Politics: Lets get Income Tax and NI sorted before thinking of any new spending

With predictions of economic growth now standing at over 3.5% for the last quarter of 2013, and overall growth for the year  now standing at 1.5% the siren voices can already be heard calling for a loosening of the belt and an increase in public spending.

 These are the very siren voices that drew the British economy onto the rocks in the first place, and drowned so many young hopes and dreams as the deficit expanded and more and more debt flowed into the economy.

 On of the reasons that the economy has been slow to recover has been as much due to the decision of individuals to spend within their means and pay down their personal debts before spending more money as it has to the Government taking the same action with the national deficit and debts.

 Regardless of how fast the economy is picking up, we still have a massive personal debt problem and a massive national debt problem with both individuals and the nation still spending beyond their means and we must ensure that the increased revenue from the growth in the economy is not squandered.  We have got to grow the economy to the point where we have eliminated the deficit and are paying off our national debts before we even think of increasing our spending.

 However, there are things that we can do to help people on low and middle incomes to cope with the rising inflation that will come as interest rates finally lift from rock bottom and borrowing becomes more expensive.

 The first would be to continue to ensure that low cost loans are available to people struggling to pay down their debts whilst still on low pay, and that is best done by having the Bank of England set a new interest rate for Credit Unions.  Such a measure would be a massive boost in the fight against pay-day loans and loan sharks.

 The second would be to increase the basic income tax threshold, the lower earnings level for paying national insurance and the national minimum wage all to 50% of the aggregate National Average Earnings for men and women in the previous year.  Such a move would have the triple effect of taking the national minimum wage marginally above the living wage for the first time, helping to ensure that it pays to be in work and ensuring that if the people at the top get a pay increase it is reflected at the bottom as well.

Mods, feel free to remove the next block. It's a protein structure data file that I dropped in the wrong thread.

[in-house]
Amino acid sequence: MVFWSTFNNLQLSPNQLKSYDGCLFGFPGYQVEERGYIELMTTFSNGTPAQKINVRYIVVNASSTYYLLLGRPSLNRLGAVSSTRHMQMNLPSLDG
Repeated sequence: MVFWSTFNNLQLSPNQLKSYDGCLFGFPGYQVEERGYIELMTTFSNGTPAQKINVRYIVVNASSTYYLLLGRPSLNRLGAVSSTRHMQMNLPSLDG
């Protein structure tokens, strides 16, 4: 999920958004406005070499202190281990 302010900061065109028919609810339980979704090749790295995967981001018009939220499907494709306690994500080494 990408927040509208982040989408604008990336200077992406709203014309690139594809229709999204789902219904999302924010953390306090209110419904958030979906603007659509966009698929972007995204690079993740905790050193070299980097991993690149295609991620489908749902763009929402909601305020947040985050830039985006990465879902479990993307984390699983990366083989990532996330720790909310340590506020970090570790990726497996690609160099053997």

The third measure would be to remove the upper earnings level on National Insurance in order that everyone pays the same percentage of their income towards the health and wellbeing of the nation.  If we are to do this then we may as well merge Income Tax and National Insurance into a single Income Tax code with a hypothecation of the NI element.

 A combined Income Tax and NI could then be made more progressive by introducing 10% band increases from 0% to 50%, with the thresholds for each band being set in line with the aggregate National Average Earnings for men and women in the previous year.

 If we take 2013 as the being the previous year, the National Average Earnings for 2012 was in the region of £ 26,500 (the exact figure would need to be calculated and aggregated for part and full time workers).

The proposed tax bands would be:

  • Band 1: 0% on all earnings up to £ 13, 250
  • Band 2: 10% on all earnings between £ 13, 251 and £  26,500
  • Band 3:  20% on all earnings between £ 26,501 and £  53,000
  • Band 4:  30% on all earnings between £ 53,001 and £  79,500
  • Band 5:  40% on all earnings between £ 79,501 and £106,000
  • Band 6:  50% on all earnings above £106,001

 This change would lower the overall percentage of tax paid by the poorest, and marginally increase  the percentage of tax paid by the richest, but most importantly for the people who are in charge of setting wages the fact that their own tax banding would increase in line with aggregate earnings for men and women would be a bigger incentive to equalise men and women’s pay and part-time and full time pay than all the equalisation legislation of the past 50 years.

 The increase of tax on earnings above the upper tax threshold to 50% would although being symbolic not actually be that great a jump.  The combined Income Tax and NI for people earning over the higher rate threshold at present is 47% which means that the increase is just 3% and for that they know that they get the satisfaction of having an income tax system that is progressive, simple and linked to earnings.

(NB: These are example figures, the final figures would be dependent upon complex miscalculations by HMRC).

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